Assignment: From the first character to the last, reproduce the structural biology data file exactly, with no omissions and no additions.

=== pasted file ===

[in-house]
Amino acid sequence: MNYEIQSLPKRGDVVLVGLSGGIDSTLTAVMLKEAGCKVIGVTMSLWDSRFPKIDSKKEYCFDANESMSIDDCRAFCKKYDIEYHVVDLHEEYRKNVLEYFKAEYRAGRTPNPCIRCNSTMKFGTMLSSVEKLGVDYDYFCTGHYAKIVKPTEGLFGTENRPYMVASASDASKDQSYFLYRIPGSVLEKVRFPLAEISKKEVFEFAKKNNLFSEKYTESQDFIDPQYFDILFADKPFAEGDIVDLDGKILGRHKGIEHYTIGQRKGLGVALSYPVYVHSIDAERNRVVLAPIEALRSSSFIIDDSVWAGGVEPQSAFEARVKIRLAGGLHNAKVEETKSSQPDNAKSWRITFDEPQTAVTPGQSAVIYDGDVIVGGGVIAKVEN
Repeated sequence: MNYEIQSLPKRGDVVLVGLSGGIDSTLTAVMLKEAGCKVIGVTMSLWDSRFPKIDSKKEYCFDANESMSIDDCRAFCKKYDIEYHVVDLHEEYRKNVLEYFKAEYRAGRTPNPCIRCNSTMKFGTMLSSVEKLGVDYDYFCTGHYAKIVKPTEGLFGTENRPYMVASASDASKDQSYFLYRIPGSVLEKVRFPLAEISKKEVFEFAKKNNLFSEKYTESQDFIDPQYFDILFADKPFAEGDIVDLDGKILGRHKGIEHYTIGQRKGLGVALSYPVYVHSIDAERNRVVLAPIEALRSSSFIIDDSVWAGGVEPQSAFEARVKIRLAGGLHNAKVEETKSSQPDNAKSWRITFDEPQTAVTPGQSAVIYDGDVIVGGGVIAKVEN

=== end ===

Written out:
[in-house]
Amino acid sequence: MNYEIQSLPKRGDVVLVGLSGGIDSTLTAVMLKEAGCKVIGVTMSLWDSRFPKIDSKKEYCFDANESMSIDDCRAFCKKYDIEYHVVDLHEEYRKNVLEYFKAEYRAGRTPNPCIRCNSTMKFGTMLSSVEKLGVDYDYFCTGHYAKIVKPTEGLFGTENRPYMVASASDASKDQSYFLYRIPGSVLEKVRFPLAEISKKEVFEFAKKNNLFSEKYTESQDFIDPQYFDILFADKPFAEGDIVDLDGKILGRHKGIEHYTIGQRKGLGVALSYPVYVHSIDAERNRVVLAPIEALRSSSFIIDDSVWAGGVEPQSAFEARVKIRLAGGLHNAKVEETKSSQPDNAKSWRITFDEPQTAVTPGQSAVIYDGDVIVGGGVIAKVEN
Repeated sequence: MNYEIQSLPKRGDVVLVGLSGGIDSTLTAVMLKEAGCKVIGVTMSLWDSRFPKIDSKKEYCFDANESMSIDDCRAFCKKYDIEYHVVDLHEEYRKNVLEYFKAEYRAGRTPNPCIRCNSTMKFGTMLSSVEKLGVDYDYFCTGHYAKIVKPTEGLFGTENRPYMVASASDASKDQSYFLYRIPGSVLEKVRFPLAEISKKEVFEFAKKNNLFSEKYTESQDFIDPQYFDILFADKPFAEGDIVDLDGKILGRHKGIEHYTIGQRKGLGVALSYPVYVHSIDAERNRVVLAPIEALRSSSFIIDDSVWAGGVEPQSAFEARVKIRLAGGLHNAKVEETKSSQPDNAKSWRITFDEPQTAVTPGQSAVIYDGDVIVGGGVIAKVEN